Hong Kong will always have a special place in my heart and I could not describe it better than Richard Hughes in his book, ‘Borrowed Place Borrowed Time’ which he starts by saying,
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‘A borrowed place living on borrowed time, Hong Kong is an impudent capitalist survival on China’s communist derriere, an anachronistic mixture of British colonialism and the Chinese way of life, a jumble of millionaires’ mansions and horrible slums, a teeming mass of hardworking humans, a well-ordered autocracy.
It was founded on contraband and conquest, it is insufficient in food and water, it lacks coal, oil and all natural resources save granite, sand, fish and homo sapiens. It is a rambunctious, freebooting colony, naked and unashamed, devoid of self pity, regrets or fear of the future.'
Having escaped from Shanghai before the Japanese arrived in 1937 the surviving characters from my novel, The Shanghai Circle, now find the Japanese are waiting in China on Hong Kong's border.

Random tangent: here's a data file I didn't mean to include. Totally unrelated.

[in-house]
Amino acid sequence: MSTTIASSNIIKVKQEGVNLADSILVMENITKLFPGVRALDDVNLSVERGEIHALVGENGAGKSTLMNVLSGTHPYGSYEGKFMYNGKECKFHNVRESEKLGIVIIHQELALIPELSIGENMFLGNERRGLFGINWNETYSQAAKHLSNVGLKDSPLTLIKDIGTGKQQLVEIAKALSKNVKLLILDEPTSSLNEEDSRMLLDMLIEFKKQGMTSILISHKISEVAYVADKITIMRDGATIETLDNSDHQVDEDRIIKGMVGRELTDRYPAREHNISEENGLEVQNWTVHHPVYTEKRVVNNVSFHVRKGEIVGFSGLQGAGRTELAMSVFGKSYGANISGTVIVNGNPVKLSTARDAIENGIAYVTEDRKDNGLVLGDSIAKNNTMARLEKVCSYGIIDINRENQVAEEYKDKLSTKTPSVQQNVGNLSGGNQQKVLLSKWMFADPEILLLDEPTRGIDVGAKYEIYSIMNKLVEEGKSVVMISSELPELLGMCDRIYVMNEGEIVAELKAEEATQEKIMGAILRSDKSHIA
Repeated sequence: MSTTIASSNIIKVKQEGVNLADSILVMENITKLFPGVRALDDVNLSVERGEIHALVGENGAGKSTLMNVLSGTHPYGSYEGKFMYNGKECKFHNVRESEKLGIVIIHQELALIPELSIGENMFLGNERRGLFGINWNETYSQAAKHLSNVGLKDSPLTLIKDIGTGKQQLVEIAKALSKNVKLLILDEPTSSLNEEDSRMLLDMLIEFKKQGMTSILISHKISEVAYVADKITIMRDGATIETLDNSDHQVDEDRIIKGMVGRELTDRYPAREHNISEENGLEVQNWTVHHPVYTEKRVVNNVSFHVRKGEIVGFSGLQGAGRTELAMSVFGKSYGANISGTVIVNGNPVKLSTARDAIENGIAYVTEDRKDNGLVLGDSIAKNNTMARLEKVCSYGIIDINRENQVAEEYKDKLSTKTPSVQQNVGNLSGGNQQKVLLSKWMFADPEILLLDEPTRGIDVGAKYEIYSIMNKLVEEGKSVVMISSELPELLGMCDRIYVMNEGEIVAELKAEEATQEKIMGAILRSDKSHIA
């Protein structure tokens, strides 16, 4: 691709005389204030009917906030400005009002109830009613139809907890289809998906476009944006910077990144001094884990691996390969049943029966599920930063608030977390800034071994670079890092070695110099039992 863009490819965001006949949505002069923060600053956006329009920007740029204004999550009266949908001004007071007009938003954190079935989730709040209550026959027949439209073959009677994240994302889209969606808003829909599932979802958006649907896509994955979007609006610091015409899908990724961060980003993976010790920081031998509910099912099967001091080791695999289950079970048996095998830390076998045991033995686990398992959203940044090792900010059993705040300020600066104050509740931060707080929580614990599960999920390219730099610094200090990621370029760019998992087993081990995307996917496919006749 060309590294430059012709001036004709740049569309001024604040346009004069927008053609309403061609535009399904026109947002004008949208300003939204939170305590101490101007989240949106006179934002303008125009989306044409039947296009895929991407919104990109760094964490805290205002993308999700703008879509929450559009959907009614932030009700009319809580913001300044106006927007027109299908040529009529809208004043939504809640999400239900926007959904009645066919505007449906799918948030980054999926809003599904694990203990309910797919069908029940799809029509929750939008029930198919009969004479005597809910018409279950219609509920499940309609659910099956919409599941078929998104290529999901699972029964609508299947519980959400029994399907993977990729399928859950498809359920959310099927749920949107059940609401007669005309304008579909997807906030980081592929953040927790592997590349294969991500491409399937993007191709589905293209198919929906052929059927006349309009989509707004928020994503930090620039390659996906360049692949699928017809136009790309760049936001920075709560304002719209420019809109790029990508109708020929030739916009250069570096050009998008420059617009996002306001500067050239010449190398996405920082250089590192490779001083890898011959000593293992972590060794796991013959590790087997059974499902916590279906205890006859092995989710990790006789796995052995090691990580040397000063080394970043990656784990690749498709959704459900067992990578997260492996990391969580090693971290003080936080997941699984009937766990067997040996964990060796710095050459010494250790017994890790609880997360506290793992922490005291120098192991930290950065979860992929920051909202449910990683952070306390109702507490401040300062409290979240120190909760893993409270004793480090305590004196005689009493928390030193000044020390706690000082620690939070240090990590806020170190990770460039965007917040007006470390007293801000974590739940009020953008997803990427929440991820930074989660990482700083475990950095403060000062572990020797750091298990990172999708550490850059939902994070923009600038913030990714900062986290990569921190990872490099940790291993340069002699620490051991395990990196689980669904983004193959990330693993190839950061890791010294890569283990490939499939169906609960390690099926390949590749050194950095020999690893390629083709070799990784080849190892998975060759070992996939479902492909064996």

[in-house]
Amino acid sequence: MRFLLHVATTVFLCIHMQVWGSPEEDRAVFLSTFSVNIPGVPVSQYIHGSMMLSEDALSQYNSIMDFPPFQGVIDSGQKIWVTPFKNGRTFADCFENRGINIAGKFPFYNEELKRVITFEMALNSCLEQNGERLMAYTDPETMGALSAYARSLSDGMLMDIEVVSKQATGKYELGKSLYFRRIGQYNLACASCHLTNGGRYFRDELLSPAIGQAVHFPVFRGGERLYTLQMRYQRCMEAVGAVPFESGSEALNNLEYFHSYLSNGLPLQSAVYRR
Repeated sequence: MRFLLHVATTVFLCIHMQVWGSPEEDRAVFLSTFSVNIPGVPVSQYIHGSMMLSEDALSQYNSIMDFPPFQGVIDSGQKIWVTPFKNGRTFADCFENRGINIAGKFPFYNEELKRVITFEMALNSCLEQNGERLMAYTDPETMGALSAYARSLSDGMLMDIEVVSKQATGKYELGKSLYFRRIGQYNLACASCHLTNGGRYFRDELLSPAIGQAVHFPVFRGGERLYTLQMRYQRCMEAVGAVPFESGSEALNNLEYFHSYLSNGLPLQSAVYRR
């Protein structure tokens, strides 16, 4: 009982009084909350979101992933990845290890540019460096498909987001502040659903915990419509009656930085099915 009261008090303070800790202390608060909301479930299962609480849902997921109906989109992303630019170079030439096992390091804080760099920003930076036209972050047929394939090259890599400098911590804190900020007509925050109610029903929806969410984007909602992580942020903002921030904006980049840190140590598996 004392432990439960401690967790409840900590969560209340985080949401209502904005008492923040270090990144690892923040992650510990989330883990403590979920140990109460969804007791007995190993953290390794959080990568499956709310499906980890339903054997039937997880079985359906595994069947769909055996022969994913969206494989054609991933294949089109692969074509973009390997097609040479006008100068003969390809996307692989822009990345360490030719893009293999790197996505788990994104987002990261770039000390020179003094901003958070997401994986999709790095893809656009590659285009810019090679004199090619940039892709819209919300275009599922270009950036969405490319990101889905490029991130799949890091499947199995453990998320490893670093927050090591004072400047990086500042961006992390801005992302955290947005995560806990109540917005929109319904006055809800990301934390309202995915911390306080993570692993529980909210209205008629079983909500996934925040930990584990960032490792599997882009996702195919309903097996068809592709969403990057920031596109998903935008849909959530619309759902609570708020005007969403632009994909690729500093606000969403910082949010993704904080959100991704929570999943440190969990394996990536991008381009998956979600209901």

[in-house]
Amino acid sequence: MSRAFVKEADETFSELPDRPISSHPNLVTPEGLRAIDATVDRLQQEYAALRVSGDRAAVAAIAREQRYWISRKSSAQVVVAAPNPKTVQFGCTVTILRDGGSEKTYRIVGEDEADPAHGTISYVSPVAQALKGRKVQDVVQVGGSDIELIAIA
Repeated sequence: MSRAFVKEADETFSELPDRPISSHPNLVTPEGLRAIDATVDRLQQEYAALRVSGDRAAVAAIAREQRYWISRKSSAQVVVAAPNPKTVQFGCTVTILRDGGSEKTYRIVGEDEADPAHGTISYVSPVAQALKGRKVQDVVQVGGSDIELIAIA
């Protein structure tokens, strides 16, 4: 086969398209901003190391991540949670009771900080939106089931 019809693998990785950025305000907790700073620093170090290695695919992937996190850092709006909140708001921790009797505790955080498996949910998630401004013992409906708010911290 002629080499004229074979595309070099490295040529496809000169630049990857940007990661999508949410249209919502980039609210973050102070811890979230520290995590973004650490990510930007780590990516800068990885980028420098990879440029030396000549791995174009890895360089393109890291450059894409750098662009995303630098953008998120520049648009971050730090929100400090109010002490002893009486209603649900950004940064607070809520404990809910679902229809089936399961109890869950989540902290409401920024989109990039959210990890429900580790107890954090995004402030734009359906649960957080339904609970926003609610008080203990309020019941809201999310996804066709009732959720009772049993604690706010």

Secure in the knowledge the Americans would sail if necessary from Pearl Harbour to defend the colony, the people of Hong Kong were ill-prepared for what happened. The futile battle, the internment of civilians and the shipping of captured soldiers to be slave labour in Japan.
Ravaged by war Hong Kong began to slowly rise from the ashes in 1945, and the Guest trading company and the Sung triads grew and flourished, but never forgot the past nor the antagonism which festered in their hearts.
Throughout the colony is constantly looking over its shoulder at their mammoth neighbour and the threat of Mao Zedong and his Communist revolution.